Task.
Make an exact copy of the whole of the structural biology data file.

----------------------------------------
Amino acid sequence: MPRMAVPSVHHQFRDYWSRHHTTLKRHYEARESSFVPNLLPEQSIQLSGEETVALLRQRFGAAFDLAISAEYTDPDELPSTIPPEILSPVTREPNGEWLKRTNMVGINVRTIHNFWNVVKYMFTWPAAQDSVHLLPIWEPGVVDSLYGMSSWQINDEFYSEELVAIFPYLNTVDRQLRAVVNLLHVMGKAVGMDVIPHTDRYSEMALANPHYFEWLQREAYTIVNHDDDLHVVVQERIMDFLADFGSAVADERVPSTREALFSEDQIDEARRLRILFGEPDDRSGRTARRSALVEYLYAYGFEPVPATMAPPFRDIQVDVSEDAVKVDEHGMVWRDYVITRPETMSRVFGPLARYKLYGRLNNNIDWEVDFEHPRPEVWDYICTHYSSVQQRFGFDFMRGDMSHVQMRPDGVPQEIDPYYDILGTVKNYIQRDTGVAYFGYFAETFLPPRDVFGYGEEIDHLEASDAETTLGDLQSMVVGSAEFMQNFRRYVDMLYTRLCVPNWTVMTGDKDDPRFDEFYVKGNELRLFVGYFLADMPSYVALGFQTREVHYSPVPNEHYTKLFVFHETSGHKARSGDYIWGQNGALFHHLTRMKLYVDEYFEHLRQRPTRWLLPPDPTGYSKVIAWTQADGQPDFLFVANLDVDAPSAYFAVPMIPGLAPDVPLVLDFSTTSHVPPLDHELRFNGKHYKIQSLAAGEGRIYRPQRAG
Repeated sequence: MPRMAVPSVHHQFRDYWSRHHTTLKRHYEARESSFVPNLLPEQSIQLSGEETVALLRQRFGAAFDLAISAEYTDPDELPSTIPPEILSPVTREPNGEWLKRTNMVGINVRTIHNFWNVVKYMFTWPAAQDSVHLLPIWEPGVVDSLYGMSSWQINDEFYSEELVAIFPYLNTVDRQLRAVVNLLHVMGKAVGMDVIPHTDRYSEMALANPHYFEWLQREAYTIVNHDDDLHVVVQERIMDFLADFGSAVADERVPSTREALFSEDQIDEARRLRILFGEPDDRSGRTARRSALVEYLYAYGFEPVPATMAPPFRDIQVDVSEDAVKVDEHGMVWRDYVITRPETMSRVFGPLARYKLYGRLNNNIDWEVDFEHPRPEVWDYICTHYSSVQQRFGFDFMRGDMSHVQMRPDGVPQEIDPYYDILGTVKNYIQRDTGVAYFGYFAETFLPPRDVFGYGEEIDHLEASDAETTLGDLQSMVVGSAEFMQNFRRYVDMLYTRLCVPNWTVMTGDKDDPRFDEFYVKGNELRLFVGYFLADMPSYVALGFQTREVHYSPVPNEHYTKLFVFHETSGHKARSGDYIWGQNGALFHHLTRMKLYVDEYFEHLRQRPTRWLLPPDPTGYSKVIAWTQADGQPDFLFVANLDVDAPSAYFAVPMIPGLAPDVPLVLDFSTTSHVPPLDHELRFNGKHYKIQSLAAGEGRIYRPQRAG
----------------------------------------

Amino acid sequence: MPRMAVPSVHHQFRDYWSRHHTTLKRHYEARESSFVPNLLPEQSIQLSGEETVALLRQRFGAAFDLAISAEYTDPDELPSTIPPEILSPVTREPNGEWLKRTNMVGINVRTIHNFWNVVKYMFTWPAAQDSVHLLPIWEPGVVDSLYGMSSWQINDEFYSEELVAIFPYLNTVDRQLRAVVNLLHVMGKAVGMDVIPHTDRYSEMALANPHYFEWLQREAYTIVNHDDDLHVVVQERIMDFLADFGSAVADERVPSTREALFSEDQIDEARRLRILFGEPDDRSGRTARRSALVEYLYAYGFEPVPATMAPPFRDIQVDVSEDAVKVDEHGMVWRDYVITRPETMSRVFGPLARYKLYGRLNNNIDWEVDFEHPRPEVWDYICTHYSSVQQRFGFDFMRGDMSHVQMRPDGVPQEIDPYYDILGTVKNYIQRDTGVAYFGYFAETFLPPRDVFGYGEEIDHLEASDAETTLGDLQSMVVGSAEFMQNFRRYVDMLYTRLCVPNWTVMTGDKDDPRFDEFYVKGNELRLFVGYFLADMPSYVALGFQTREVHYSPVPNEHYTKLFVFHETSGHKARSGDYIWGQNGALFHHLTRMKLYVDEYFEHLRQRPTRWLLPPDPTGYSKVIAWTQADGQPDFLFVANLDVDAPSAYFAVPMIPGLAPDVPLVLDFSTTSHVPPLDHELRFNGKHYKIQSLAAGEGRIYRPQRAG
Repeated sequence: MPRMAVPSVHHQFRDYWSRHHTTLKRHYEARESSFVPNLLPEQSIQLSGEETVALLRQRFGAAFDLAISAEYTDPDELPSTIPPEILSPVTREPNGEWLKRTNMVGINVRTIHNFWNVVKYMFTWPAAQDSVHLLPIWEPGVVDSLYGMSSWQINDEFYSEELVAIFPYLNTVDRQLRAVVNLLHVMGKAVGMDVIPHTDRYSEMALANPHYFEWLQREAYTIVNHDDDLHVVVQERIMDFLADFGSAVADERVPSTREALFSEDQIDEARRLRILFGEPDDRSGRTARRSALVEYLYAYGFEPVPATMAPPFRDIQVDVSEDAVKVDEHGMVWRDYVITRPETMSRVFGPLARYKLYGRLNNNIDWEVDFEHPRPEVWDYICTHYSSVQQRFGFDFMRGDMSHVQMRPDGVPQEIDPYYDILGTVKNYIQRDTGVAYFGYFAETFLPPRDVFGYGEEIDHLEASDAETTLGDLQSMVVGSAEFMQNFRRYVDMLYTRLCVPNWTVMTGDKDDPRFDEFYVKGNELRLFVGYFLADMPSYVALGFQTREVHYSPVPNEHYTKLFVFHETSGHKARSGDYIWGQNGALFHHLTRMKLYVDEYFEHLRQRPTRWLLPPDPTGYSKVIAWTQADGQPDFLFVANLDVDAPSAYFAVPMIPGLAPDVPLVLDFSTTSHVPPLDHELRFNGKHYKIQSLAAGEGRIYRPQRAG